Needless to say, America did not go down this path. In fact, this path of needles seems to have been so traumatic an adventure that it has been thoroughly forgotten. We accept the equities market as it is as an expression of American capitalism. It is really an expression of changes in the physiology of American capitalism that came about during this era – almost overnight, in Mitchell’s view.
The last couple of weeks have both deepened the desperate prospects for the economy and shortened the dimension of changes we are supposed to envision for that economy. Obama’s bright old things – the Geithner/Summers/Romer crewe – have every intellectual investment in how things used to be. Like, two years ago. Why not? They feel themselves to be at the very least master carpenters in the building of the Great Moderation. LI’s stand is that the system – the mangle of inequality – is collapsing, and our vision is that this collapse will be mortal – but this might just be the optimist in us, Jonah’s kindly side, looking forward to Ninevah’s conversion. We think that crewe would certainly resist the radical remedies of 1911. Roosevelt would now be considered somewhat left of Chomsky. However, we have to have broader vistas in order to think about what is happening here. This is one of the reasons that LI considers the strongest charge against Summers to be that he doesn’t read literary novels. He should be questioned on this. The whole board of Economic Advisors should stock up on the great novels – we’d suggest, among others, Moby Dick and J.R. It is the lack of imagination of the self-aggrandizer set that actually produced this mess. At the bottom of the deaths of so much over the last eight years – the death of Iraqis, the death of American money, etc. – is a mortal lack of poetry.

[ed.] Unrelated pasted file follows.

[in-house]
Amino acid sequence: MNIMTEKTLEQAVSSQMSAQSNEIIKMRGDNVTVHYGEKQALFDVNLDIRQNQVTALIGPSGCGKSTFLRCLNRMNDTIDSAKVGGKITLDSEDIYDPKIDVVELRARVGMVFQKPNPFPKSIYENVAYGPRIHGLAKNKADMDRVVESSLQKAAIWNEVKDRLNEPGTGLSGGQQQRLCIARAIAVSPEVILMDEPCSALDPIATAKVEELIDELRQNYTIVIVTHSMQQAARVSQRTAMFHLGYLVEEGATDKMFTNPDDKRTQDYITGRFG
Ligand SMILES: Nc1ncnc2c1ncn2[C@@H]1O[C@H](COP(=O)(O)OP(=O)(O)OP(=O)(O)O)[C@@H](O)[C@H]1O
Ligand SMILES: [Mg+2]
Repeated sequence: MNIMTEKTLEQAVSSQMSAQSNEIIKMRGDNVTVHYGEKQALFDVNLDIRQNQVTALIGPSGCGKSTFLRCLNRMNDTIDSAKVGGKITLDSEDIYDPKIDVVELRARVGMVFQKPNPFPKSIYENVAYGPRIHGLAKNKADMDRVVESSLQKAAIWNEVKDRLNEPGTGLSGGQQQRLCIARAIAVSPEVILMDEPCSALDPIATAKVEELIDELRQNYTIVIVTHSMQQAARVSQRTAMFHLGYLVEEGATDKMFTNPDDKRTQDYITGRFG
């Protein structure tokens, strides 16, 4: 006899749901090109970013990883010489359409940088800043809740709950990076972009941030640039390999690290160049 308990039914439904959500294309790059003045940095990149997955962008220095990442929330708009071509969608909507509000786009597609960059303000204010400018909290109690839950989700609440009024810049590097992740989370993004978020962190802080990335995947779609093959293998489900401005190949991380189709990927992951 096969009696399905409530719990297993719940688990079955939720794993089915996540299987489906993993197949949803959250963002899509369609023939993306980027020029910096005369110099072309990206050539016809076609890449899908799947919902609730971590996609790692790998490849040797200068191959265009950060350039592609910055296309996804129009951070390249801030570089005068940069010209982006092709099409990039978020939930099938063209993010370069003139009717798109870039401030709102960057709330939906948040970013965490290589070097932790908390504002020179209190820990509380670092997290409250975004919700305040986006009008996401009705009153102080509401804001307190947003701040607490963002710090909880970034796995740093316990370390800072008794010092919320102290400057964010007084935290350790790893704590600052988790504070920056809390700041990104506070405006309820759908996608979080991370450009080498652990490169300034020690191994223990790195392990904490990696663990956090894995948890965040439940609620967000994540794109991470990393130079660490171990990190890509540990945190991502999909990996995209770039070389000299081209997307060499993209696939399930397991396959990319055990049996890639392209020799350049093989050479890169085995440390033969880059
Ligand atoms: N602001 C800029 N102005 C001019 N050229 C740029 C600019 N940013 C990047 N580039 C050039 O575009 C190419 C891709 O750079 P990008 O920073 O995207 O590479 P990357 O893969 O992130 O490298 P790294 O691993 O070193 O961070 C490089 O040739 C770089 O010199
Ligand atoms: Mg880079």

LI, doing our part, will end with another notice from Ludwig Hohl.
“The alteration of the object to be tested through the person, the appearance of the tester, is also very important in the investigation of human situations. One goes to visit the unhappy, the said, the lonely: the visit effects a change. The deepsea divers appears 900 meters below the surface of the sea with a lamp of a terrible intensity, in order to surprise life. But those that were there, flee the light, while those who weren’t there, come near to it. (In spite of all of which, here outer eyes have seen what is hardly given to inner eyes to see, dreams and fantasies).”